What are some features of good soil? Anyfarmer will tell you that a good soil:•feels soft and crumbles easily•drains well and warms up quickly inthe spring•does not crust after planting•soaks up heavy rains with little runoff•stores moisture for drought periods•has few clods and no hardpan•resists erosion and nutrient loss•supports high populations of soilorganisms•has a rich, earthy smell•does not require increasing inputs forhigh yields•produces healthy, high-quality crops(1)All these criteria indicate a soil that functionseffectively today and will continue to producecrops long into the future. These characteris-tics can be created through management prac-tices that optimize the processes found in na-tive soils.How does soil in its native condition function?How do forests and native grasslands produceplants and animals in the complete absence offertilizer and tillage? Understanding the prin-ciples by which native soils function can helpfarmers develop and maintain productive andprofitable soil both now and for future genera-tions. The soil, the environment, and farm con-dition benefit when the soil’s natural produc-tivity is managed in a sustainable way. Reli-ance on purchased inputs declines year by year,while land value and income potential increase.Some of the things we spend money on can bedone by the natural process itself for little ornothing. Good soil management produces cropsand animals that are healthier, less susceptibleto disease, and more productive. To understandthis better, let’s start with the basics.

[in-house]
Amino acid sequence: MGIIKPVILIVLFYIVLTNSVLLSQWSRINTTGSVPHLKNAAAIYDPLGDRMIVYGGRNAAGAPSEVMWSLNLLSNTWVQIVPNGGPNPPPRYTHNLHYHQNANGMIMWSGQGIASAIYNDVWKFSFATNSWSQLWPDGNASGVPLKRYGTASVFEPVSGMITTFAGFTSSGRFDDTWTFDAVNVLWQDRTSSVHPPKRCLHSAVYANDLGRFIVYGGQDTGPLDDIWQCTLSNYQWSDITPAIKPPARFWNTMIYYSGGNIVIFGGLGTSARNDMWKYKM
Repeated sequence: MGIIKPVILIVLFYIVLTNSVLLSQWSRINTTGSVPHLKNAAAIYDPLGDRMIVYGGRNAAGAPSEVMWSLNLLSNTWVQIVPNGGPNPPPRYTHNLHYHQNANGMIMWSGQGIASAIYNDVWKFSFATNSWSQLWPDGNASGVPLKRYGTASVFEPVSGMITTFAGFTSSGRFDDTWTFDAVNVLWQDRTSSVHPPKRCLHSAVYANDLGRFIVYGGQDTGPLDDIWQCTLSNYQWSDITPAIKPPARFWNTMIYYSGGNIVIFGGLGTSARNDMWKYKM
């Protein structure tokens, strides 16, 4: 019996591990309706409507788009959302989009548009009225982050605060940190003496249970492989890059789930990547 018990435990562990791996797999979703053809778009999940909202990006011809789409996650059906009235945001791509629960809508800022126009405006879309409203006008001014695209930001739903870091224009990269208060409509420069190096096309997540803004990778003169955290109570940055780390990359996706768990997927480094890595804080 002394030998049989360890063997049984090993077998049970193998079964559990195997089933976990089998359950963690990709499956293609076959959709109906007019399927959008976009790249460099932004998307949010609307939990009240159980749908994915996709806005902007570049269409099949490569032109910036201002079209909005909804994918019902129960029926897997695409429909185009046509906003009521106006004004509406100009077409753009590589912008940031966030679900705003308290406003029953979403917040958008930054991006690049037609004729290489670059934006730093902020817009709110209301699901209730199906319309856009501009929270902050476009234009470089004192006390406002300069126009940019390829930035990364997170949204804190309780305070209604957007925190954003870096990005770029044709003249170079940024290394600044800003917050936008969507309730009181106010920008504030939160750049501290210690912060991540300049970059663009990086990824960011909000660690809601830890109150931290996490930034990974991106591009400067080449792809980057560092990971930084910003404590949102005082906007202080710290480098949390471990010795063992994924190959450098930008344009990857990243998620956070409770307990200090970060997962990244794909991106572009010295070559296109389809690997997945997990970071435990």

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Soils are made up of four basic components:minerals, air, water, and organic matter. Inmost soils, minerals represent around 45% ofthe total volume, water and air about 25% each,and organic matter from 2% to 5%. The min-eral portion consists of three distinct particlesizes classified as sand, silt, or clay. Sand is thelargest particle that can be considered soil.Sand is largely the mineral quartz, though otherminerals are also present. Quartz contains noplant nutrients, and sand cannot hold nutri-ents—they leach out easily with rainfall. Siltparticles are much smaller than sand, but likesand, silt is mostly quartz. The smallest of allthe soil particles is clay. Clays are quite differ-ent from sand or silt, and most types of claycontain appreciable amounts of plant nutrients.Clay has a large surface area resulting from theplate-like shape of the individual particles.Sandy soils are less productive than silts, whilesoils containing clay are the most productive anduse fertilizers most effectively.
refers to the relative proportions ofsand, silt, and clay. A loam soil contains thesethree types of soil particles in roughly equal pro-portions. A sandy loam is a mixture containinga larger amount of sand and a smaller amountof clay, while a clay loam contains a largeramount of clay and a smaller amount of sand.These and other texture designations are listedinTable 1.Another soil characteristic—soil structure—isdistinct from soil texture.
refers to theclumping together or “aggregation” of sand, silt,and clay particles into larger secondary clusters.Sustainable: capable of being maintained atlength without interruption, weakening, orlosing in power or quality.
I.Characteristics of S